Don’t Make Waves 1967 • dir: Alexander Mackendrick cast: Tony Curtis, Claudia Cardinale, Sharon Tate, Robert Webber, Mort Sahl, Jim Backus, Edgar Bergen So, anyway, at the end of the movie, all the appropriate couples have re-coupled even though Curtis’ cliffside dreamhouse has fallen half way down the cliff. The vigorous motions of he and Cardinale’s love making will send it spilling the rest of the way. I tell you this so you can sensibly turn off the movie if you think you want to give it a chance after Jim Backus and his wife (playing themselves) buy a pool. Or perhaps you’ll get as far as Edgar Bergen, the best performance in the movie, as a rather odd gentlemen. Or, God forbid, you might get as far as the lewd montage of Sharon Tate on the trampoline. I just figure that maybe the knowledge of how it’s all going to end up might make changing the channel a little easier on the finger.

Don’t Raise The Bridge, Lower The River 1968 * dir: Jerry Paris cast: Jerry Lewis, Terry-Thomas, Jacqueline Pearce, Bernard Cribbins, Patricia Routledge Highly unfunny, but if you’re one of those who’ve always wanted to see a film where Jerry Lewis ran a Chinese restaurant-au-go-go, you’re in big, big luck. Jerry tries to woo back his Annie Lennox-esque, Carnaby Street chic wife with tiresome results. Of course, it does have a lot of humor revolving around Portugal, which is different, if not actually amusing.

Double Trouble 1967 ** dir: Norman Taurog cast: Elvis Presley, Annette Day, John Williams The King’s Lolita. Elvis becomes painfully attached at the hip to an obsessive, homely British teen heiress who drags him into international intrigue, which spirals out control in romantic Antwerp, surely the most exotic of Elvis’ movie locales. During a carnival scene with large papier mache heads and hooligans decked out like the Three Musketeers, Elvis proclaims a very little girl to be his favorite of his International Smorgasbord of Ladies, rather than the homely Brit. True love is earmarked by spilling beverages on each other’s rear ends — Mrs. Taurog must have had some kind of courtship! Has a groovy title sequence with a way-out instrumental version of the title song.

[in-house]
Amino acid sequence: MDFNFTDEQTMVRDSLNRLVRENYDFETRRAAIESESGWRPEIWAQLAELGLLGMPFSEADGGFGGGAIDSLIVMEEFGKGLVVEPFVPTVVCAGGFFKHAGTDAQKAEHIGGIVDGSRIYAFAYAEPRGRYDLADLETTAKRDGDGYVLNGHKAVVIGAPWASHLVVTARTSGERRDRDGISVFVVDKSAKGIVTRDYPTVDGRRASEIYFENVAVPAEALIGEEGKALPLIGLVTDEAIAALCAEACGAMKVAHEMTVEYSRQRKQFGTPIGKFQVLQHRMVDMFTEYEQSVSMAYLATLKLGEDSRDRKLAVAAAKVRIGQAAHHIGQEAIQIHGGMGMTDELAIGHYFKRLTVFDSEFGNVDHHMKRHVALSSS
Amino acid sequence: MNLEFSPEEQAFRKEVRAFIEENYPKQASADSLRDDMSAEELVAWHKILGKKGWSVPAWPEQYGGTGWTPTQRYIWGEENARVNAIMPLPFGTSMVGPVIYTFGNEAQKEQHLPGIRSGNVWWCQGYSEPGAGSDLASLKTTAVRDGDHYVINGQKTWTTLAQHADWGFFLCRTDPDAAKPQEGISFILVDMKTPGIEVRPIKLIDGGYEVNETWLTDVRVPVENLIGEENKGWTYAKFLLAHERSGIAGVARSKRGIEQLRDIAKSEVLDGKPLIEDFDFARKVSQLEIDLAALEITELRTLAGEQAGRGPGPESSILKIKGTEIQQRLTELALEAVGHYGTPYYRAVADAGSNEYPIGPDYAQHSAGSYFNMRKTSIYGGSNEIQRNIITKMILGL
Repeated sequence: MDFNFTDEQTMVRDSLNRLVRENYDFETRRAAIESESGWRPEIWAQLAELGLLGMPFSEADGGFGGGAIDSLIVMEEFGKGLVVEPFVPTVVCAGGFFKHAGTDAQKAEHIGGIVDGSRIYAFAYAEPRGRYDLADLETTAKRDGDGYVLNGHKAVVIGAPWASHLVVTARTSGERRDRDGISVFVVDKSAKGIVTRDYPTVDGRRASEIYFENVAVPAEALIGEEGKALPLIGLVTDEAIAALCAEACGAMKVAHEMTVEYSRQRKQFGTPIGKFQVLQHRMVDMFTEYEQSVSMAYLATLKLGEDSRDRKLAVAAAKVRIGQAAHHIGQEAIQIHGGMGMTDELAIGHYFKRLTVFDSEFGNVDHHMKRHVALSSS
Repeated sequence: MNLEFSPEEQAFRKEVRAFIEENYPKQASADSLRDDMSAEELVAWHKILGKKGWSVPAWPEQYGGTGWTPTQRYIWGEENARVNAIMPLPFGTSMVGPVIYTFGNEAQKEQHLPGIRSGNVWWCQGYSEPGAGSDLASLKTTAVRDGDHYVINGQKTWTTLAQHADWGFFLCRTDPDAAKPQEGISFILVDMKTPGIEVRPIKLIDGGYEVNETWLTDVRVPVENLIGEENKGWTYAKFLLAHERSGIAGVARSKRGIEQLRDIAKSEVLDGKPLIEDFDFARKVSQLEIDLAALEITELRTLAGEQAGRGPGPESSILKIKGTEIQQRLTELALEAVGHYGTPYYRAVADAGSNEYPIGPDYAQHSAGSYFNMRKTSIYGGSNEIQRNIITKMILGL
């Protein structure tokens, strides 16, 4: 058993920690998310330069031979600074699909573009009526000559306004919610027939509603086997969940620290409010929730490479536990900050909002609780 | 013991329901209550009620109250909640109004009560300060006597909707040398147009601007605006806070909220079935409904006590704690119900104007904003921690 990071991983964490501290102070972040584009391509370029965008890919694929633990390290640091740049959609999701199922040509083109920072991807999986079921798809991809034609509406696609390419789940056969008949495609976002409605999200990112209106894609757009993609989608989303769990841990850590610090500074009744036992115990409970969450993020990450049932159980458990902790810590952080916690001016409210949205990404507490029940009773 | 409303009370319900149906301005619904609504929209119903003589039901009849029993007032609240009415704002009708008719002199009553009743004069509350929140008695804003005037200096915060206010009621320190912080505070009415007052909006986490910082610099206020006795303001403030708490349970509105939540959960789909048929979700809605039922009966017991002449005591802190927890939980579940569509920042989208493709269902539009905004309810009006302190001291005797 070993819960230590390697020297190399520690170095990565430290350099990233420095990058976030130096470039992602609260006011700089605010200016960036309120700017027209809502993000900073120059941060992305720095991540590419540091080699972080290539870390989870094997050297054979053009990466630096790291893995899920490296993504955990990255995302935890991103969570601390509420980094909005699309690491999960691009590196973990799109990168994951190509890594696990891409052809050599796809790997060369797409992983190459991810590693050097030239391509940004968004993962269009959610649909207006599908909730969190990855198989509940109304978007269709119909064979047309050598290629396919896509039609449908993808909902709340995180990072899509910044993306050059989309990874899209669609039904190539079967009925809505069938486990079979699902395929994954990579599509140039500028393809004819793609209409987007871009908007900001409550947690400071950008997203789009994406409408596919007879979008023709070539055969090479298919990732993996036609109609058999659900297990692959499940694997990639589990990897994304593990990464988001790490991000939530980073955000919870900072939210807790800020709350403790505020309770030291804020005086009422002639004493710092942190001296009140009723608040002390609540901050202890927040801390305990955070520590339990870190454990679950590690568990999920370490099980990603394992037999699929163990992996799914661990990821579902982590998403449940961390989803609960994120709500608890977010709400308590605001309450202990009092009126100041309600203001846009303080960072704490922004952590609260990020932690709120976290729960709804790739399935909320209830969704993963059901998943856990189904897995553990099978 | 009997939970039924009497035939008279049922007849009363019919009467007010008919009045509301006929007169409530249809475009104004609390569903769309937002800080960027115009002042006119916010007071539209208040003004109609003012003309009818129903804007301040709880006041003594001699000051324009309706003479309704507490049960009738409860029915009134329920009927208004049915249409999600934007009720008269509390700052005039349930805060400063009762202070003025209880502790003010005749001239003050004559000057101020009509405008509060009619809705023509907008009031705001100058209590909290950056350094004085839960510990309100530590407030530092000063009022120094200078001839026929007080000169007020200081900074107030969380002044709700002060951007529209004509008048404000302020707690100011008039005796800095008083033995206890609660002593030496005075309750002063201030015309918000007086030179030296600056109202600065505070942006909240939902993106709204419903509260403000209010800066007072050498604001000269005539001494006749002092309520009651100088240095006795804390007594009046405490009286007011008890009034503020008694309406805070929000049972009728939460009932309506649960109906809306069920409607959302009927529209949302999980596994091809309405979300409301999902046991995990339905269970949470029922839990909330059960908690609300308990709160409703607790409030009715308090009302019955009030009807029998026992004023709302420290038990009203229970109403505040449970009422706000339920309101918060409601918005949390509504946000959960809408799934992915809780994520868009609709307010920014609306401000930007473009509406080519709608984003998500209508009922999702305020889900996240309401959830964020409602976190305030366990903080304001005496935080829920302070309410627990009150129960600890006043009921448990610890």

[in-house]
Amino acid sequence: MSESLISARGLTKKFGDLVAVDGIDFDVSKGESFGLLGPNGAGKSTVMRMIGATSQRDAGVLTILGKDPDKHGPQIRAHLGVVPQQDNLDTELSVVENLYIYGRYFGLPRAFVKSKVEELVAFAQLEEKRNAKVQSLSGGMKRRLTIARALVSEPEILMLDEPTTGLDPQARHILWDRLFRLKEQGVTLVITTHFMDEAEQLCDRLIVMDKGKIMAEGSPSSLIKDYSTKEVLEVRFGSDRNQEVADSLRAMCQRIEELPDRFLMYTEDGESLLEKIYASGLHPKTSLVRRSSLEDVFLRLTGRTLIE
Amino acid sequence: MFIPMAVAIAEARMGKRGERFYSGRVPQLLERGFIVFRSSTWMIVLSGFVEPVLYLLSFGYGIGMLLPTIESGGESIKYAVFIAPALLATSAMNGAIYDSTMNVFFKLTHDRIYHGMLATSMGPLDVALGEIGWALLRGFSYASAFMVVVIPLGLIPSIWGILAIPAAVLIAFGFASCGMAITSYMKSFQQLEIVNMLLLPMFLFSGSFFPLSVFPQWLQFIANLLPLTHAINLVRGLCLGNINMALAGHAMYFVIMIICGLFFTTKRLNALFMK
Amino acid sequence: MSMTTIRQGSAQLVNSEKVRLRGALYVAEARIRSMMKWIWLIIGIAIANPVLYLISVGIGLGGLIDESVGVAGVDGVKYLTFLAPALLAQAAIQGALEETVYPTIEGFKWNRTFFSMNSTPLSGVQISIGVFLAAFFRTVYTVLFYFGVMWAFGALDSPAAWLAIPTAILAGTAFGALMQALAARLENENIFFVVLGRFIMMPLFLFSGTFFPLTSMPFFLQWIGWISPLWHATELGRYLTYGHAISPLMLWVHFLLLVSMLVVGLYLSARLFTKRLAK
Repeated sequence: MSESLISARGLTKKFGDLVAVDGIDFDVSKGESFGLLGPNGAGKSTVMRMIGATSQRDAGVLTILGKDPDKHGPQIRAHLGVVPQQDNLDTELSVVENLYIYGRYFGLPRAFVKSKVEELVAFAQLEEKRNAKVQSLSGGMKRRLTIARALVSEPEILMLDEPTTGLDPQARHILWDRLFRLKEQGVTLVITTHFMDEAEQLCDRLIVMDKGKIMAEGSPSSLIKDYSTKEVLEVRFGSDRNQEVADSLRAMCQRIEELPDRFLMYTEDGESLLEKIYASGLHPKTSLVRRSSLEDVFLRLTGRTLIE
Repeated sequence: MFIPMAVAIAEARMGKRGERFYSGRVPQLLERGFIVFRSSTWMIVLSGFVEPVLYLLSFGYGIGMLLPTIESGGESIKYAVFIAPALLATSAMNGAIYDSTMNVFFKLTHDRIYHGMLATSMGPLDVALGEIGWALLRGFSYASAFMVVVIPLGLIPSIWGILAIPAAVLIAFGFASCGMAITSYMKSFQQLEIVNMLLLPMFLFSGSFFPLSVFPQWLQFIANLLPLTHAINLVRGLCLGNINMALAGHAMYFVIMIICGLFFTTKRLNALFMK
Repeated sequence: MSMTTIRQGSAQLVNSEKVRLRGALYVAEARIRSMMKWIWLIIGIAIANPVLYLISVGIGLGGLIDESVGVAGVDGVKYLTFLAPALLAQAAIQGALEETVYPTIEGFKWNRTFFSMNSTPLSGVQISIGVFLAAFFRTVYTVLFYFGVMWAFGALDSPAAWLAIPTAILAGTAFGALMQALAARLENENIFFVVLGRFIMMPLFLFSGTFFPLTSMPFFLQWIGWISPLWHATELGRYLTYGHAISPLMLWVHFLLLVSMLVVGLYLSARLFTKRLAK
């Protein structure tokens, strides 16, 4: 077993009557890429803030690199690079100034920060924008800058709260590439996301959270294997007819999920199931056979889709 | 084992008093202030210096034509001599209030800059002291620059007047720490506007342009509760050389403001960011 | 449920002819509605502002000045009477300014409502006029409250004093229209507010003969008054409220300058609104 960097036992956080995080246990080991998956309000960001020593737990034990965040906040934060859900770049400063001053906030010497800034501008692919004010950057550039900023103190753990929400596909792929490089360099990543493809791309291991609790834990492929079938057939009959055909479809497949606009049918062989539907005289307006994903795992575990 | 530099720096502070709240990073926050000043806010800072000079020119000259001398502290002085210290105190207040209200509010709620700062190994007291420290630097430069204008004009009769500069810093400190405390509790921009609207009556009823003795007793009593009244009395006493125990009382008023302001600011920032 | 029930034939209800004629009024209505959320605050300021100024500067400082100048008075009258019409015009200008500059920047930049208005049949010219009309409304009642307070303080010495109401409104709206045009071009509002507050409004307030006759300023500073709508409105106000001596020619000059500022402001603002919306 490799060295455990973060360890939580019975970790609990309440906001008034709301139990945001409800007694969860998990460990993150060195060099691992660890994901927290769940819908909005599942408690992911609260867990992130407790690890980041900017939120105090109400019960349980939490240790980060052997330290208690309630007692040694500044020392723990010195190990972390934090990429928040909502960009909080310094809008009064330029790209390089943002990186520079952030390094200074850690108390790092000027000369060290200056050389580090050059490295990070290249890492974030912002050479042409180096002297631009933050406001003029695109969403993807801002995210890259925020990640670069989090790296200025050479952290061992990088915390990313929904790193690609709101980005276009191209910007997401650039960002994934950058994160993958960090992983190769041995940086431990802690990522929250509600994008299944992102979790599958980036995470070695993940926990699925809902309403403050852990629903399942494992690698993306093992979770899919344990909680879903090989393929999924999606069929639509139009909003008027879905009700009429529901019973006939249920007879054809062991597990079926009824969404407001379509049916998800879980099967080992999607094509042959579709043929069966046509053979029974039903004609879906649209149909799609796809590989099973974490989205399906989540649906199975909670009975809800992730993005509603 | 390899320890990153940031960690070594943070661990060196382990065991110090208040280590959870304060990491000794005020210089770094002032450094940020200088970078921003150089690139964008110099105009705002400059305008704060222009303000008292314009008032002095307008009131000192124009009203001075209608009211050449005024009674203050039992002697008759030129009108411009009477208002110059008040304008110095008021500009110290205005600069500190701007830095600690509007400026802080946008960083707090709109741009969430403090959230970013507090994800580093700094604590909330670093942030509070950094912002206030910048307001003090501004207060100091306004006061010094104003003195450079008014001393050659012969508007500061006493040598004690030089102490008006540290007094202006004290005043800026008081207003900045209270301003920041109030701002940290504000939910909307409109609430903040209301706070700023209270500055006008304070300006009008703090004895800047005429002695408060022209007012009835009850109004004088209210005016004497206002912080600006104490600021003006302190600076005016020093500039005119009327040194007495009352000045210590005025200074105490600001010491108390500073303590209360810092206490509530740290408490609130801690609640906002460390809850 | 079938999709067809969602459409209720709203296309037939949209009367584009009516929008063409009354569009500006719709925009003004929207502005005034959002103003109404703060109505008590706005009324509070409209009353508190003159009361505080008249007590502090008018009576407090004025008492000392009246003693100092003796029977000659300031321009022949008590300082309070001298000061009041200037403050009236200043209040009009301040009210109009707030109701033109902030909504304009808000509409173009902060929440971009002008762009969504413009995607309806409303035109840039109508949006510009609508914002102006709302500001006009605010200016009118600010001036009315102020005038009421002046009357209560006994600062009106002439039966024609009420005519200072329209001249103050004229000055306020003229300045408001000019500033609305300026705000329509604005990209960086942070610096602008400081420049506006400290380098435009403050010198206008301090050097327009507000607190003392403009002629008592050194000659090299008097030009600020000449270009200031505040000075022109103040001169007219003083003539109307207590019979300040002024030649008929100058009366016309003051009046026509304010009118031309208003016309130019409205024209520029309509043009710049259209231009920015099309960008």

Egg And I 1947 ** dir: Chester Erskine cast: Claudette Colbert, Fred MacMurray, Marjorie Main, Louise Allbritton, Percy Kilbride, Richard Long, Donald MacBride, Samuel S Hinds Hollywood smugness isn’t anything new, it’s been going on for decades — they like to prove that they know better than the original author by adapting books and then smiling with self-satisfaction as their inferior screen version supplants the source material as the Official Version. Check out anything that Disney has ever produced. Or check out this movie. The basic plot — fancy gal marries chicken farmer wannabe — was turned into the riotously funny page turner by Betty MacDonald. The book is perceptive, witty, and fairly bawdy. This screen version manages to get some parts right, but ignores other parts in order to impose the obligatory unnatural clean sheen and, also, to add typical by-the-number Hollywood cliched inanities which weren’t in the book, like a fancy vile temptress, a marital break-up, and a poor hillbilly boy who wants to go to college. While Claudette Colbert is very good, the role seems meant for Carole Lombard — after all, MacDonald’s character is supposed to have the chutzpah to help maintain and manage a chicken farm! I can’t even see Claudette Colbert applying her own make-up! Strangely, though, the movie gets it dead on target with Ma and Pa Kettle, who light up the screen whenever they are on, particularly Marjorie Main as Ma. They add a lively sense of unpredictable coarseness that this movie desperately needs and it’s no wonder that they, and not Colbert and MacMurray, inspired about three trillion follow-up movies, where they have adventures in Hawaii and such.